Almost Spot On: 'Hard Target' Review
Not a porno or Die Hard in a Target, the plot is fairly simple: A woman looks for her missing father, hiring the help of a mysterious drifter while bad guys are after them. Unlike the previously reviewed The Quest, at least Hard Target gets a lot of mileage from such a simple story. And in sudden bits and pieces, it looks like it’s going to be something else other than just an action vehicle for Jean-Claude Van Damme.
The movie begins with a brutal murder that quickly highlights the best part of the film: the villains. Lance Henriksen does a great job as Emil Fouchon, the leader of an organization that hunts homeless people. Along for the ride is Imothep, I mean, Arnold Vosloo, playing a henchman who sure loves his grenades.
When the movie is introduced Jean-Claude Van Damme as the drifter, I found myself groaning.
Here was Van Damme again, giving a wooden performance with a character that has only been created to make him look good. The performance by Yancy Butler isn’t much better, although she’s not given much to do aside but to be amazed at Van Damme’s martial arts abilities. If you recall my Roadhouse review, a star vehicle aims to get the lead to look as good as possible. In that regard, Van Damme’s Chance Boudreaux comes off as the ultimate superhuman. He’s flawless and therefore boring.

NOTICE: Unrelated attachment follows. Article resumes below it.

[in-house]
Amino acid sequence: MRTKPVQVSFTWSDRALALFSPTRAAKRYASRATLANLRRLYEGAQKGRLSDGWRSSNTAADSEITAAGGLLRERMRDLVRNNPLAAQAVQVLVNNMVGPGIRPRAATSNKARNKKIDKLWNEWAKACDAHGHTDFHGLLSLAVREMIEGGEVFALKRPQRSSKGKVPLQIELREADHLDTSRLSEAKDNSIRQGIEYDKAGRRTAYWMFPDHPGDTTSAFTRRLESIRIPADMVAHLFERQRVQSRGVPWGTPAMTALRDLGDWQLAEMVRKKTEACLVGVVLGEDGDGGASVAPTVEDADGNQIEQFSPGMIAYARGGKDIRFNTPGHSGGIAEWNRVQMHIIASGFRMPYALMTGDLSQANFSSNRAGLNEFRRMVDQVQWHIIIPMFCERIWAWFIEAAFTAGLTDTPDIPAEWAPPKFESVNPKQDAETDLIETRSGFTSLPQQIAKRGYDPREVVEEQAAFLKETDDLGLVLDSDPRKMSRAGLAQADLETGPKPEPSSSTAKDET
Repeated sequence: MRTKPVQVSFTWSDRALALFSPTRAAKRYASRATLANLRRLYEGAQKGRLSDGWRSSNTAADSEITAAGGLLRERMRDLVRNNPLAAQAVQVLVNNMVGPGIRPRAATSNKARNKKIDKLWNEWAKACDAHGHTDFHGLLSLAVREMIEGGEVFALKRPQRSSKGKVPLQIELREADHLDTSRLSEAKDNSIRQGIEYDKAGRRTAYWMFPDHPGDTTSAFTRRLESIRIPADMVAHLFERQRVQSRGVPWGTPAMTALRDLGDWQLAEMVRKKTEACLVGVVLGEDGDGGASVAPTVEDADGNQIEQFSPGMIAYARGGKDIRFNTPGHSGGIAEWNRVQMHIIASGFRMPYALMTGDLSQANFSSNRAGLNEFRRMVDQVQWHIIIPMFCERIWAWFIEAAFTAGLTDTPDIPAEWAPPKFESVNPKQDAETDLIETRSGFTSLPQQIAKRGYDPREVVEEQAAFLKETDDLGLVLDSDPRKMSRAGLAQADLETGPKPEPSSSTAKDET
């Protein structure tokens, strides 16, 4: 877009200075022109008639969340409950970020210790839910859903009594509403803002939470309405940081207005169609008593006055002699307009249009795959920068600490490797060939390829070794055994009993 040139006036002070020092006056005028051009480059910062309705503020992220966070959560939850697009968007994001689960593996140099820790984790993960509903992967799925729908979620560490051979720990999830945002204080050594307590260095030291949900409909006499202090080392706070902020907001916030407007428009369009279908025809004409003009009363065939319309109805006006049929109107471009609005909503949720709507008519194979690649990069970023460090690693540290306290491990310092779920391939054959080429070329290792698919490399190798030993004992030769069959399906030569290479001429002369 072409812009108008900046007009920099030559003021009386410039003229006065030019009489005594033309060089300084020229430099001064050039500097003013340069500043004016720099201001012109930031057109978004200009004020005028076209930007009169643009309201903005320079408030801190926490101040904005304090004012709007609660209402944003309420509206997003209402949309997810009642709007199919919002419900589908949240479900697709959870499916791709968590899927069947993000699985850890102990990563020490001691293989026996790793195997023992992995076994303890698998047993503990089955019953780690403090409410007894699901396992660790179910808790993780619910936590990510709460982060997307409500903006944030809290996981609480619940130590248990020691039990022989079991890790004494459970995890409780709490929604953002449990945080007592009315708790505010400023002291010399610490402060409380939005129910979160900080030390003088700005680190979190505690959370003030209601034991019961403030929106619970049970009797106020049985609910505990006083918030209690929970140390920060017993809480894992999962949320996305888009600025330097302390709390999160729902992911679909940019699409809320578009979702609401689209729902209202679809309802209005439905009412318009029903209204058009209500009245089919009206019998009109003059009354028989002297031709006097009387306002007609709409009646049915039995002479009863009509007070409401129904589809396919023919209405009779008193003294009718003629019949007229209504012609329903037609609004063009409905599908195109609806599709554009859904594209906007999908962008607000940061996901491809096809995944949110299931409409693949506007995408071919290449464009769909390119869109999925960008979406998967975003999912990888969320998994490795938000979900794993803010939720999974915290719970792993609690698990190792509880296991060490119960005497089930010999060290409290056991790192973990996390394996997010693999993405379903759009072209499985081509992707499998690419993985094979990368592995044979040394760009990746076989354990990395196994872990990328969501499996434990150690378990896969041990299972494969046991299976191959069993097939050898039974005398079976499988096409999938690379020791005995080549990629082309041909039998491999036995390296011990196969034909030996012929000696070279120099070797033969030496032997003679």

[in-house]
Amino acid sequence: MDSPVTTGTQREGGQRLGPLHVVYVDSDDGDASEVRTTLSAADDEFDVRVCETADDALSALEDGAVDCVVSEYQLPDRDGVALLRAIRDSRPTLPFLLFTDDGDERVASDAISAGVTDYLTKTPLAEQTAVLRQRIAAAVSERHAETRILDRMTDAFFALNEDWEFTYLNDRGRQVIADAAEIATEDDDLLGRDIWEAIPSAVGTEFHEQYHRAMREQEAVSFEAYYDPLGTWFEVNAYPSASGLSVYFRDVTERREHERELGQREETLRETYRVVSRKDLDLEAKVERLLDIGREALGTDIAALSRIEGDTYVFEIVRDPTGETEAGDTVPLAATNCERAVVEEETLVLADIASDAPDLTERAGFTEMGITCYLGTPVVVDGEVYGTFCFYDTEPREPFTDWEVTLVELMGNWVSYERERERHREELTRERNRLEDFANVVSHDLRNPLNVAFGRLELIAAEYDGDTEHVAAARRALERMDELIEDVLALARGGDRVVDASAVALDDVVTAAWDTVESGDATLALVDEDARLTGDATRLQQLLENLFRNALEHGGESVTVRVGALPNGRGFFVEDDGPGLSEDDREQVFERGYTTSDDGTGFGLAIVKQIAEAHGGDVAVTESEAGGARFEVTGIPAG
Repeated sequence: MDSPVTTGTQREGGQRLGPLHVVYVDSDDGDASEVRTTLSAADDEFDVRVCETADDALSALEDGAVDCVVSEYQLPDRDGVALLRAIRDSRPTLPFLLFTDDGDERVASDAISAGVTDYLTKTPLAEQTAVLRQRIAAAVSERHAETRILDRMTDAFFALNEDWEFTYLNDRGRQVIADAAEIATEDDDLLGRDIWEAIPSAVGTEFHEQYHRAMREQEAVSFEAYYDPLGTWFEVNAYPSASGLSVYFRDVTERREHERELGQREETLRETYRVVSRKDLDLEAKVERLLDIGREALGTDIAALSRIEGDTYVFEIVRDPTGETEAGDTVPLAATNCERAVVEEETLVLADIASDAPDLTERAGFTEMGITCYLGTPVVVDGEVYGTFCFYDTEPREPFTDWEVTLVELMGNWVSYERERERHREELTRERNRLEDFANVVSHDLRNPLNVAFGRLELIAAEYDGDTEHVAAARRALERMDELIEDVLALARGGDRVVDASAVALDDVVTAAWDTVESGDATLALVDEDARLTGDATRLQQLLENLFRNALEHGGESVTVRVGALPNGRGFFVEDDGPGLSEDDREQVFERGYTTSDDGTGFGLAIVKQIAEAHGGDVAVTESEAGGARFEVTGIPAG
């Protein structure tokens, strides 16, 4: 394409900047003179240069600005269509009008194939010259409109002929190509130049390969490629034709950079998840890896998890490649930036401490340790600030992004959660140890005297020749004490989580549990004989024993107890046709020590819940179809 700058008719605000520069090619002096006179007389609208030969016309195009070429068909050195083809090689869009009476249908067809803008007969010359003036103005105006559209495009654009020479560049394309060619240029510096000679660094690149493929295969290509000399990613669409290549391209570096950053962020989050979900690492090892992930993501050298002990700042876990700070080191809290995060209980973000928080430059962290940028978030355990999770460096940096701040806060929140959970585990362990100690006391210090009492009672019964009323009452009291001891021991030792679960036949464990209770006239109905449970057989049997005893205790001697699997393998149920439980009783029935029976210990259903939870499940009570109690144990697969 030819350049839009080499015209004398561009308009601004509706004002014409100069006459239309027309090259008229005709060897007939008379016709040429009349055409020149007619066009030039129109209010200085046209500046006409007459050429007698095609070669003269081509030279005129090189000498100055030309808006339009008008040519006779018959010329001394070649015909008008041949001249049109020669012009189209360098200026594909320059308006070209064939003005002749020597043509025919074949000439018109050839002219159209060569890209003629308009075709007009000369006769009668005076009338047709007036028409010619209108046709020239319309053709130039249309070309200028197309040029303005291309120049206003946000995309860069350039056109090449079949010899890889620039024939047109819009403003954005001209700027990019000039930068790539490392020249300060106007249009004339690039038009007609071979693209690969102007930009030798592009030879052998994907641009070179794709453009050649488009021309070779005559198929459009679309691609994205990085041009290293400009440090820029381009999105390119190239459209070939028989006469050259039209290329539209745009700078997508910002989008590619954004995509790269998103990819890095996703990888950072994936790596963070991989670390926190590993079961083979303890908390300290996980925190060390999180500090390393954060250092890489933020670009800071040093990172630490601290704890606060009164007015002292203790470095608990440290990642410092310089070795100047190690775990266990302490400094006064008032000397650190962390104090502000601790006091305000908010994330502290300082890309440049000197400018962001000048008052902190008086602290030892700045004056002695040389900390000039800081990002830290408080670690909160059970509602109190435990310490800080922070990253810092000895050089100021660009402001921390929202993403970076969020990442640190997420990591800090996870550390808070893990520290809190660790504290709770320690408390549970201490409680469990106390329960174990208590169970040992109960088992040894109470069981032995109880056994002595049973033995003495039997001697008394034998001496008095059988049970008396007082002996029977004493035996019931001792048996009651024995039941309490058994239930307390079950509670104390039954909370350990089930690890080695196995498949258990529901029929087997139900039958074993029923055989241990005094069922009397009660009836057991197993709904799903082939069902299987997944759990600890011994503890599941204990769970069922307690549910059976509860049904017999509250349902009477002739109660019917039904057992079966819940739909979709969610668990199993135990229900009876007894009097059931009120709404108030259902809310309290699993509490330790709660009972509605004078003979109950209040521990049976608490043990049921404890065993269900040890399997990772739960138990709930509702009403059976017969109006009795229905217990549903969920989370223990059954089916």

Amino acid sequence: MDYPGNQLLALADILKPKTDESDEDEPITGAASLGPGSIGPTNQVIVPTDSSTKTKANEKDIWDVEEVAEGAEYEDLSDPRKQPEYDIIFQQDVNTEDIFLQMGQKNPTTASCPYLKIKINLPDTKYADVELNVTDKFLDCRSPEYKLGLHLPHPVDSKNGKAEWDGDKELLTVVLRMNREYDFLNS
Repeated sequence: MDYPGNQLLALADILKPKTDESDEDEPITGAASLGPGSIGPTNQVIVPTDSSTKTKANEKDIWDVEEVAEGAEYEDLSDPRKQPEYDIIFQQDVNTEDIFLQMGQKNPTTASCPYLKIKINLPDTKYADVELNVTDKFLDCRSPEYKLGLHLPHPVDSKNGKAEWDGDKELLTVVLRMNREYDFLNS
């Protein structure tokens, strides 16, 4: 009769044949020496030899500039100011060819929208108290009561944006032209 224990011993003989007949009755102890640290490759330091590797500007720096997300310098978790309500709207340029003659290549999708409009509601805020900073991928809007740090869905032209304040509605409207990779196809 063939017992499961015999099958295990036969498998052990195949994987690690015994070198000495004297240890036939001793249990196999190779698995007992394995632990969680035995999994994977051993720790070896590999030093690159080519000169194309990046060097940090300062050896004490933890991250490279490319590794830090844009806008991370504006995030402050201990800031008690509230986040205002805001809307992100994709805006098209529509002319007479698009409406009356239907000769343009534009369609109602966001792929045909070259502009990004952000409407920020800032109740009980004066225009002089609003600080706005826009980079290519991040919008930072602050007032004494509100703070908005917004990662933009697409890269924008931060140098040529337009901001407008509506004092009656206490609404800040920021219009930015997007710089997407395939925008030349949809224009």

But the movie truly picks up when it spends a considerable amount of time with Fouchon and his gang. Their scenes are brutal with Henriksen fully committing to the role. He comes off as a class-A jerk, and is also very scary. There is even a bit of social commentary in these scenes that made it all the more impactful. All this happens at the movie’s halfway point and from then on, it doesn’t let up. It gives us scenes with Van Damme punching a snake and later using it as a trap for the bad guys.
John Woo’s highly stylish filmmaking sometimes detracts from scenes. He abuses slow-motion and freeze frames like there’s no tomorrow, but he also brings a certain beauty and precision to the violence. Every hit is seen and felt, with the choreography always feeling realistic and fluid. I read that John Woo’s original cut was more interested in Fouchon, and I wonder how that would’ve turned out. It’s a movie that’s clearly about the good guys’ journey, so what could Woo originally have intended?
All in all, Hard Target more or less does what it sets out to accomplish. Despite a sluggish and ridiculous first half, the movie manages to redeem itself and give a violent and entertaining action film. But unfortunately, the movie has too many weaknesses to make it a solid recommendation. But when it's good, it’s fun, and the action scenes are impressive. I am genuinely curious if the longer cuts of the movie make it better. If you decide to watch it, you are probably better off skipping to the second half.